Retail sales rose 0.7% in September, comfortably beating estimates


• Retail sales rose 0.7% for the month, well above the Dow Jones estimate of 0.3%. Excluding cars, sales increased by 0.6%, also well above forecasts of just 0.2%.

• Sales growth was overall month-over-month, with the largest increase coming from multi-store retailers, which increased 3%. Online sales rose 1.1%.

• The retail trade report holds significant importance for the Federal Reserve, as its officials carefully consider the path of future monetary policies.

• To everyone’s delight, consumers showed remarkable strength in September, as retail sales not only exceeded expectations but also withstood the challenges of higher interest rates and concerns about the economy’s slowdown.

• Retail sales saw a robust increase of 0.7% for the month, comfortably exceeding the Dow Jones estimate of 0.3%, as revealed in a preliminary report from the Commerce Department on Tuesday. Sales at gas stations contributed to the increasing popularity of this number, which increased by 0.9% due to the price increase at gas stations.

• Excluding automobiles, sales rose 0.6%, well above forecasts of just 0.2%.The so-called control group, which excludes car dealerships, gas stations, office supply stores, trailer parks, and tobacco shops and is used to calculate the ministry’s GDP, also rose by 0.6%.

• The figures are not adjusted for inflation and therefore indicate that consumers do not simply follow price increases. The consumer price index released last week showed headline inflation rose 0.4% in September.

• Year-over-year revenue increased 3.8%, compared to a CPI increase of 3.7%.

• Treasury yields rose after the report’s release, while stock futures losses widened.

• David Russell, TradeStation’s global head of market strategy, noted that consumers seem to have an insatiable appetite for spending. All the third-quarter retail sales surpassed expectations, setting the stage for robust GDP figures anticipated later this month.” There is no justification for the Federal Reserve to implement policy measures that would drive the yield to a remarkable 10-10%.

• Sales growth was overall month-over-month, with the largest increase coming from multi-store retailers, which increased 3%. Online sales rose 1.1%, while retail and auto parts stores increased 1%, while food service and grocery stores increased 0.9%, representing annual growth of 9.2% and leading all categories.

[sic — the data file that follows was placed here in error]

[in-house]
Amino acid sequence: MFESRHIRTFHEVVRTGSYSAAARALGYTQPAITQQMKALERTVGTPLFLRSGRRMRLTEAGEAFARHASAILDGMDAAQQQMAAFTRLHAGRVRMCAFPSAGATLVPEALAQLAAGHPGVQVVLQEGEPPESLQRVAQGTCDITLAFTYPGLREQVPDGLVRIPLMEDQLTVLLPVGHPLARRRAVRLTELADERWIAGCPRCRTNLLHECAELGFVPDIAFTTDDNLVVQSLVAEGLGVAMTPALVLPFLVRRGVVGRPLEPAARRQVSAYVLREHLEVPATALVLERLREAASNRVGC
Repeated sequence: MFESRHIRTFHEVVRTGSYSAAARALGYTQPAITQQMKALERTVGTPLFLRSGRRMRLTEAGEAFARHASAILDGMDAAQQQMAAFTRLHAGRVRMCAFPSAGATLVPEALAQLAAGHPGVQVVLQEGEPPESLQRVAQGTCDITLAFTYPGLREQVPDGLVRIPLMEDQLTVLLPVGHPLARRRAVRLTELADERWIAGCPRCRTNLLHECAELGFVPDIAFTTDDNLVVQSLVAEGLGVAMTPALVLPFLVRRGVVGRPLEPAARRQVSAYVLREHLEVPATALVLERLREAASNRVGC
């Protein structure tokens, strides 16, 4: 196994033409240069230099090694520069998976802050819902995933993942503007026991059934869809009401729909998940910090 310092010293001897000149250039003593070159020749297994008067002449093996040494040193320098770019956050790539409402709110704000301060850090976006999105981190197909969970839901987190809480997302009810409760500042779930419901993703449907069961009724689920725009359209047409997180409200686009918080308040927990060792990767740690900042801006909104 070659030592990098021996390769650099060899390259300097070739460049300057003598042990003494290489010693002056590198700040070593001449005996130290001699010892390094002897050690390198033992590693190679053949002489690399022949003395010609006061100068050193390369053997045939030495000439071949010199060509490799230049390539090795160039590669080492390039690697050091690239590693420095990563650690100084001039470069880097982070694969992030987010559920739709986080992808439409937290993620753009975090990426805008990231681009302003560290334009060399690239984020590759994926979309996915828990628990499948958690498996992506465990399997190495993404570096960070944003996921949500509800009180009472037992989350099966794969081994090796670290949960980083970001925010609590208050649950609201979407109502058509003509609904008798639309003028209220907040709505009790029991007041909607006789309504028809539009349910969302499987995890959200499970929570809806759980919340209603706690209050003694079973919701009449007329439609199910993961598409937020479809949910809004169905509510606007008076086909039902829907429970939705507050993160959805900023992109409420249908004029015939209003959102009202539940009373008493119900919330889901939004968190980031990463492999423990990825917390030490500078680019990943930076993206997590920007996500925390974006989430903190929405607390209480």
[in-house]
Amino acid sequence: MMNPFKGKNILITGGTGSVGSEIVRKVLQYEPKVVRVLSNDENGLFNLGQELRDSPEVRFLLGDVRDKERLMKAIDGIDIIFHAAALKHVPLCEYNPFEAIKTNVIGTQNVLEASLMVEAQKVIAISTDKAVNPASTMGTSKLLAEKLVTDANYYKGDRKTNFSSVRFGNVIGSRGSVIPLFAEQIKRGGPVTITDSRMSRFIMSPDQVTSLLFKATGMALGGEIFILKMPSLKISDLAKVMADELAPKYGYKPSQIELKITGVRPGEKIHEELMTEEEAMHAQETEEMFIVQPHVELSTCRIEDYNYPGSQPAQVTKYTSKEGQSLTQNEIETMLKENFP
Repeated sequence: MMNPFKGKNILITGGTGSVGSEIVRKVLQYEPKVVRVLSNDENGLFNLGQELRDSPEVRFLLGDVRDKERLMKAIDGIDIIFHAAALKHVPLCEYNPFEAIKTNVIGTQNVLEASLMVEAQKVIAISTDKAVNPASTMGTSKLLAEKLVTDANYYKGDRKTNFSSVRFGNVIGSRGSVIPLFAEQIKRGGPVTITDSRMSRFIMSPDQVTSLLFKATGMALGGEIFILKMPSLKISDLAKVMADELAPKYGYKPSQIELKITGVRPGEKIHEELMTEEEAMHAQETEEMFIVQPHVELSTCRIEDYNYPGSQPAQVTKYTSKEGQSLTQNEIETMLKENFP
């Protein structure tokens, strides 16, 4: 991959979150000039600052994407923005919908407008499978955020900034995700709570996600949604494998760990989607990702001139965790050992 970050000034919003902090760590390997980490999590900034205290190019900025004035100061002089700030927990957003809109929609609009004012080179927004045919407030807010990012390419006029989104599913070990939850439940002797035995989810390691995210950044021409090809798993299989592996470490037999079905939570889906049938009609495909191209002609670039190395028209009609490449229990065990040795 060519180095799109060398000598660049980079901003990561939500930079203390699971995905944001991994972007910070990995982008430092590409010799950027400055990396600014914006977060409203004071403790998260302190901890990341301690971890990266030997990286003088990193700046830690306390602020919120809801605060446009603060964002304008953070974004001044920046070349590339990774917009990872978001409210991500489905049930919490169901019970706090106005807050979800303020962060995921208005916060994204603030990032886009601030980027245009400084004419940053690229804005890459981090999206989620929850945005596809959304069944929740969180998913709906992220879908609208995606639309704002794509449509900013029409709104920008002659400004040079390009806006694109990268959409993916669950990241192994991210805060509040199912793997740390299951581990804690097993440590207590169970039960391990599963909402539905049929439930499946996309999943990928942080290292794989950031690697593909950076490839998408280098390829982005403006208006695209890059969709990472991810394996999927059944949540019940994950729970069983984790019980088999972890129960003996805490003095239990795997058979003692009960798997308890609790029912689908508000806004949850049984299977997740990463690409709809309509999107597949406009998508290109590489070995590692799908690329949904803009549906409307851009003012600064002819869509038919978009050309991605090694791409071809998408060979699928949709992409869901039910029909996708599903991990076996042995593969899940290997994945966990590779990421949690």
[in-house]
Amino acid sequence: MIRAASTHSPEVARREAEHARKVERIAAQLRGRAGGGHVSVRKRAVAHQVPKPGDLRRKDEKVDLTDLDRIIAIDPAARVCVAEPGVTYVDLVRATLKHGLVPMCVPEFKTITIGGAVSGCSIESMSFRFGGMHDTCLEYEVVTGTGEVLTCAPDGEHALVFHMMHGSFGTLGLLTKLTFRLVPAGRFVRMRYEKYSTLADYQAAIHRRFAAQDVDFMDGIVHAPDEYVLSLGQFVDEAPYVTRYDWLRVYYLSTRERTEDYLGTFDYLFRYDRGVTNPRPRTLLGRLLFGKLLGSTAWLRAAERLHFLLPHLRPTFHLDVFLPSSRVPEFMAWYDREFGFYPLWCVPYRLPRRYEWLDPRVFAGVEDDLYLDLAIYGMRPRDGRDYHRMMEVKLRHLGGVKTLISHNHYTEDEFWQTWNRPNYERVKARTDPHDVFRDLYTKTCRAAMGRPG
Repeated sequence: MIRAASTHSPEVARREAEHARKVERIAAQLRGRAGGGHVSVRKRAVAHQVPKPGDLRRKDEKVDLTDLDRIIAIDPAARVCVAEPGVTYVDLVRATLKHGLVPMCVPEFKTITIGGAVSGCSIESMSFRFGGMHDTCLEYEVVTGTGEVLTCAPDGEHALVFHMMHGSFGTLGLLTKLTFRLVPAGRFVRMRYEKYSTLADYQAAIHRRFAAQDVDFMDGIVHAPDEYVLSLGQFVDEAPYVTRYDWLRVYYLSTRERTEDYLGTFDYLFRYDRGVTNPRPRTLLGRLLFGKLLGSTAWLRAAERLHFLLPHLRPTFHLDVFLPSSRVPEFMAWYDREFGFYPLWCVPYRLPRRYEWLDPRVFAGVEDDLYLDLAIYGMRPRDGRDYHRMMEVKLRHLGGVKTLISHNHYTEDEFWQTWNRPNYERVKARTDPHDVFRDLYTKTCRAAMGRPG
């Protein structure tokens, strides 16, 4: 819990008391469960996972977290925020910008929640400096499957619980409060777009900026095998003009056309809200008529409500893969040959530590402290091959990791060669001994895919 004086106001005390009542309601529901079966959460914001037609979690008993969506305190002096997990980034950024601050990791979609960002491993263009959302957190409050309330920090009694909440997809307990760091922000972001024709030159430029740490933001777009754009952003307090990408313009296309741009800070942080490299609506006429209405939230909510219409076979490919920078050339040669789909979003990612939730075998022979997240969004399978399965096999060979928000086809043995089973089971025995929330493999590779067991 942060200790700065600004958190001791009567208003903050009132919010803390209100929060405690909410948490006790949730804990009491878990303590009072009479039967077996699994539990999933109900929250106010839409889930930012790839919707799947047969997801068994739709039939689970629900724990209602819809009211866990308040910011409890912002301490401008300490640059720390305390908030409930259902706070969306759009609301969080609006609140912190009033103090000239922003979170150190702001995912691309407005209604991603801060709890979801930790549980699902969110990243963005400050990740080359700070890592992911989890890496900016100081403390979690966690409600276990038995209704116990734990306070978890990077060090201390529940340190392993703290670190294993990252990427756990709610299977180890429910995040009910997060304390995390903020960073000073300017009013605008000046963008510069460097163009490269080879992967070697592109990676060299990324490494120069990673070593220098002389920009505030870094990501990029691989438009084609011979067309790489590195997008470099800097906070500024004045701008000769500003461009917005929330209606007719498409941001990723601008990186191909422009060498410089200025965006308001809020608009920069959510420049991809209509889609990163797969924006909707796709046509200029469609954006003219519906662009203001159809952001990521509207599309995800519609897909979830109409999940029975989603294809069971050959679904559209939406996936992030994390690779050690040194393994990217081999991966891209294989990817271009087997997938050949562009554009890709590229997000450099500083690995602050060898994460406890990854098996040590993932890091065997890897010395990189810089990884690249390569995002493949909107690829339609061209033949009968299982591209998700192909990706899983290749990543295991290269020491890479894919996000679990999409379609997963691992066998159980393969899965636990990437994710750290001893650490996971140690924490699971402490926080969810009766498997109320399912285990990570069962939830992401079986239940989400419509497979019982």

• Only a few categories saw a decline; Electronics and appliance stores and clothing stores posted monthly declines of 0.8%.

• The retail trade report is seen as a key factor for the Federal Reserve as officials weigh the future of monetary policy. While markets generally expect the Fed to stop raising interest rates this cycle, the equation is complicated by surprisingly high levels of consumer spending.

• In other economic news on Tuesday, the Fed reported that industrial production rose September it was 3%, above estimates of 0.1%. Capacity utilization, or the level of potential production, rose to 79.7%, 0.1 percentage points above estimates. The Commerce Department also reported that overall inventories rose 0.4% in August, a tenth of a point above estimates.

• Fed Chairman Jerome Powell speaks in New York on Thursday; This is an event that markets will be watching closely for clues as to which direction they think interest rates will move. The next meeting of the Federal Open Market Committee, which sets interest rates, will be October 31-November 31.1.

• The market view is that the FOMC will not raise interest rates now, but may decide to do so at future meetings if economic data remains strong. According to CME Group’s futures price indicator, the implied probability of a hike in December rose to about 43 after the release from 34% on Monday.

• Consumers face challenges at the end of the year.

• Employment growth is expected to slow, although it exceeded expectations. Credit card balances are rising, with Bank of America reporting a monthly balance increase of 0.2% in September. The resumption of student loan payments is also expected to impact spending.

• Still, strong economic growth is expected in the third quarter, with the Atlanta Fed’s GDP tracker indicating potential annual growth of 5.1%.

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